The Legacy of Titanic- A bright future for cruising

The legacy of titanic
Today’s cruise industry exists and operates in many ways as a result of the Titanic tragedy. This week we take a look at the legacy left behind in ways that affect cruise passengers on every sailing of every ship.

In the whole business of safety at sea, there are several major players and topics to consider. In today’s world, modern ship technology aims to prevent another tragedy like Titanic from ever happening again. But also in today’s world, security surrounding ships in port and at sea has come clearly into focus to address a threat of terrorism not thought of in the days of Titanic.

“The cruise industry’s highest priority is to ensure the safety and security of their passengers, crew and vessels” says the Cruise Lines International Association (CLIA), the world’s largest cruise association, dedicated to the promotion and growth of the cruise industry. CLIA is composed of 26 of the major cruise lines serving North America and is an organization that operates pursuant to an agreement filed with the Federal Maritime Commission under the Shipping Act of 1984 and serves as a non-governmental consultative organization to the International Maritime Organization, an agency of the United Nations.

But long before CLIA, International Convention for the Safety of Life At Sea (SOLAS) was a treaty passed in 1914 in answer to the sinking of the Titanic. It addressed the lifeboat issue along with specifying emergency equipment and procedures including radio watches.

Today’s cruise ships meet or exceed increasingly more stringent safety standards set before them. Cruise lines today are engaging technology like never before too.

Celebrity Cruises recently rolled out a new design of ship built from not the passenger’s point-of-view like Titanic but from the hull up. A new teflon-like coating on the hull reduces fuel consumption by allowing the ship to sail more smoothly through the water.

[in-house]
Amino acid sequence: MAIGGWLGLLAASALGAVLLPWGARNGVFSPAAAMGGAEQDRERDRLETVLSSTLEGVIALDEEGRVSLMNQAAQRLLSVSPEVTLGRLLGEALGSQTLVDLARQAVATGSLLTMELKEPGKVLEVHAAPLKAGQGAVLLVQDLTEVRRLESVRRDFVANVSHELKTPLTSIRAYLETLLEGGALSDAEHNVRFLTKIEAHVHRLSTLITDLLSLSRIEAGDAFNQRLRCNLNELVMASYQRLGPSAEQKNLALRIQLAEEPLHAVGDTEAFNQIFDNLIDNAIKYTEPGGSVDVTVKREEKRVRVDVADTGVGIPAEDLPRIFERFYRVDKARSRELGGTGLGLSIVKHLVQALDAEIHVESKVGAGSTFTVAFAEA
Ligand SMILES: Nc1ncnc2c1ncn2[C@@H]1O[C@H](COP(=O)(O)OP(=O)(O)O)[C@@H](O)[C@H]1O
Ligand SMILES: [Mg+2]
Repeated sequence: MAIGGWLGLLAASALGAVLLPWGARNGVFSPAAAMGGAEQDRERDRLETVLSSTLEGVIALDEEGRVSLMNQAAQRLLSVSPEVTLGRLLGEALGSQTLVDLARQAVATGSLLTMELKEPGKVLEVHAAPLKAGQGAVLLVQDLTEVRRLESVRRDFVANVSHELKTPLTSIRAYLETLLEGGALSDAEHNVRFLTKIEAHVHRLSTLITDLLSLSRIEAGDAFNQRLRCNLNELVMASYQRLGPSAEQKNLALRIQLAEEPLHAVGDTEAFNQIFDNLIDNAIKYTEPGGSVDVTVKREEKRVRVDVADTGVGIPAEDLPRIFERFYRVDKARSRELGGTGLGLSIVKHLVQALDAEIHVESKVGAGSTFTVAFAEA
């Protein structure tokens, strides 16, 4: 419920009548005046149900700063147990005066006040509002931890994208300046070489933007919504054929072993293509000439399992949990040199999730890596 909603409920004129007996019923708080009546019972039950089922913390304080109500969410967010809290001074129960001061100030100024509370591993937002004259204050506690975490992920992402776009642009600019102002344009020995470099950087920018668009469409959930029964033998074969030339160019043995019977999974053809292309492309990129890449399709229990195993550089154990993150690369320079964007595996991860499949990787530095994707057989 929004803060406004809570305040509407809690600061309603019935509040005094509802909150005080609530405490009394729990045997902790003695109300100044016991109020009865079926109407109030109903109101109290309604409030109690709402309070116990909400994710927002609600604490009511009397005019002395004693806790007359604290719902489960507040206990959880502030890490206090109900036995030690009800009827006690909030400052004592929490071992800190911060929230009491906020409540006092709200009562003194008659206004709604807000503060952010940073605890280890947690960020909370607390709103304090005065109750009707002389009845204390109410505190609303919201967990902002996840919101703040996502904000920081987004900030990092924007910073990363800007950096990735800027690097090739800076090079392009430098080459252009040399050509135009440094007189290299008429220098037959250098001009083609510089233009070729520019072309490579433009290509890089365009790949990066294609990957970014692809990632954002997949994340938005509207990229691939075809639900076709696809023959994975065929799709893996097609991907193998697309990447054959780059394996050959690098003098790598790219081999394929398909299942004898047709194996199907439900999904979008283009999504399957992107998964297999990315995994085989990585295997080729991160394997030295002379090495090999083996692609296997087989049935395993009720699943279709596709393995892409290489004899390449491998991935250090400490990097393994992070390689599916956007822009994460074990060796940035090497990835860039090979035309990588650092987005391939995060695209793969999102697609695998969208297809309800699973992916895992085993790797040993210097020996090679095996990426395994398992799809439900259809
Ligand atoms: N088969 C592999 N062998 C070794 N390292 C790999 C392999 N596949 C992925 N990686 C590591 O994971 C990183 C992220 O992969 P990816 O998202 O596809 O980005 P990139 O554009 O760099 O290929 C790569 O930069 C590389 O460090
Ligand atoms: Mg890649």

Cruise ships are “plugging in” when docked too. The Port of Los Angeles recently became the first with the ability to provide shoreside power to three different cruise lines. Using the Alternative Maritime Power system, ships from Princess Cruises, Disney Cruise Line and Norwegian Cruise Line can now turn off their polluting engines while in port.

On the matter of security, cruise ships give safety in this area high priority as well.

“Security procedures include the 100 percent inspection of all passengers, their carry-on baggage and luggage. Each crew member holds a U.S. seafarers visa and has thus undergone a U.S. State Department background check prior to visa issuance. In addition, all crew members and guests are placed on an official manifest and may embark and disembark only after passing through a security checkpoint. Once a ship is underway, only documented employees and fare-paying passengers are on board” adds CLIA.

We often focus on flashy events like Kid Rock hosting a theme cruise, a new emphasis on fitness at sea or tips for those about to go on a cruise. But at the end of the day, all hoopla aside, these are still very large ocean-going vessels that often sail very far away from the safety of land.

You better believe cruise lines have safety as their top priority.

Even with today’s modern technology, even with all we know and have learned since Titanic, even today’s cruise ships are no match for an angry mother nature.

Flickr photo by Mecookie